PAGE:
“Heather had a keen interest in supporting and advocating for marginalized groups. We think alike in wanting to create meaningful interventions that can lead to positive outcomes. We both understood the region wasn’t doing enough,” said Jude.

Heather, Jude, and Ed (then the Warden of Dorchester Penitentiary), established the Committee for Black Offender Reintegration, a working group to address the disparity of African-Canadian offenders in the Atlantic Region. They designed workshops and training for parole officers.

In 2017, Heather provided an information session on the overrepresentation of Black offenders to parole officers at Dorchester Penitentiary in New Brunswick. The session included the history of African-Canadians in Nova Scotia; anti-racism work; and, what parole officers could do to facilitate reintegration.

Positive feedback from the workshop inspired the creation of a one-day Parole Officer Continuous Development (POCD) training for all Atlantic Region parole officers in 2018, facilitated by Jude. The course was further expanded the following year to include subject matter expert, Robert Wright. This time, the POCD training was co-facilitated by Heather and Robert and delivered to parole officers and members of the Parole Board of Canada in 2019 and 2020. It was designed to engage parole officers in meaningful discussion to provide them an understanding of Black offenders, so they could incorporate culturally relevant information into their assessments and decision-making.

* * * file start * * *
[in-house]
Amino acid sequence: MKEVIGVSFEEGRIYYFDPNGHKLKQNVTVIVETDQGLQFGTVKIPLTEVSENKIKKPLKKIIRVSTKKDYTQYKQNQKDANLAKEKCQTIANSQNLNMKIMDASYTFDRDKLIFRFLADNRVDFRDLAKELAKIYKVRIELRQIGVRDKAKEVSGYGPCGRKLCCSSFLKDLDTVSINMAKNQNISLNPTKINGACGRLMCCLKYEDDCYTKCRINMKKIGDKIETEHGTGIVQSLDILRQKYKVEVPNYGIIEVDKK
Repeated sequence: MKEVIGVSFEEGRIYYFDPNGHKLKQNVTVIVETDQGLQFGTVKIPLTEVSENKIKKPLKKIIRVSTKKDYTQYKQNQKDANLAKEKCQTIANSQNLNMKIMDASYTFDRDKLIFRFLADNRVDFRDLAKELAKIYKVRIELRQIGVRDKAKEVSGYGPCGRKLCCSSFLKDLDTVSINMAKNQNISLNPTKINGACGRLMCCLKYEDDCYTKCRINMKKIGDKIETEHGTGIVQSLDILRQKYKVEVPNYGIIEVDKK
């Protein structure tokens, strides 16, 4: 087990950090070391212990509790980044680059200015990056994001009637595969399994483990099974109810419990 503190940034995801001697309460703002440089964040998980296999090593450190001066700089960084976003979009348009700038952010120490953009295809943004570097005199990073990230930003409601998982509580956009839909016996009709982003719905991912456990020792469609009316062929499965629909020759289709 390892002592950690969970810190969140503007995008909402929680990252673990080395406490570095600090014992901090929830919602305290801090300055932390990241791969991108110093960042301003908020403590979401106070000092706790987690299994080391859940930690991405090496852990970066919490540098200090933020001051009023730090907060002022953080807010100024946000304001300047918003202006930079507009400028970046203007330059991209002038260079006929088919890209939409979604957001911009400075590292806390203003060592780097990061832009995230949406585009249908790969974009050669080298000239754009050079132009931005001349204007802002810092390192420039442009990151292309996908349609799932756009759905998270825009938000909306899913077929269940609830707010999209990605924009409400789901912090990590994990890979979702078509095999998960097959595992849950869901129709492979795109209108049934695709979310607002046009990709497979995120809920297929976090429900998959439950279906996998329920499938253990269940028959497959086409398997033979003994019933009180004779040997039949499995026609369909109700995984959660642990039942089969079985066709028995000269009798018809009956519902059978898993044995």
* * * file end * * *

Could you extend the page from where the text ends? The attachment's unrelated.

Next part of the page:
The course had a phenomenal 97 percent parole officer completion rate.

“We were able to engage in a conversation that was not confrontational, where there was a positive learning opportunity, where there was a space people could freely ask questions, and become a little more culturally aware,” said Jude.

Heather talked about how rewarding her job has been.

“It’s such a dynamic work environment,” Heather said. “You truly make a difference, and you make an impact whether it be globally in the systems in which we work or in an individual’s life. I’ve had the privilege of seeing huge life changes right before my eyes.”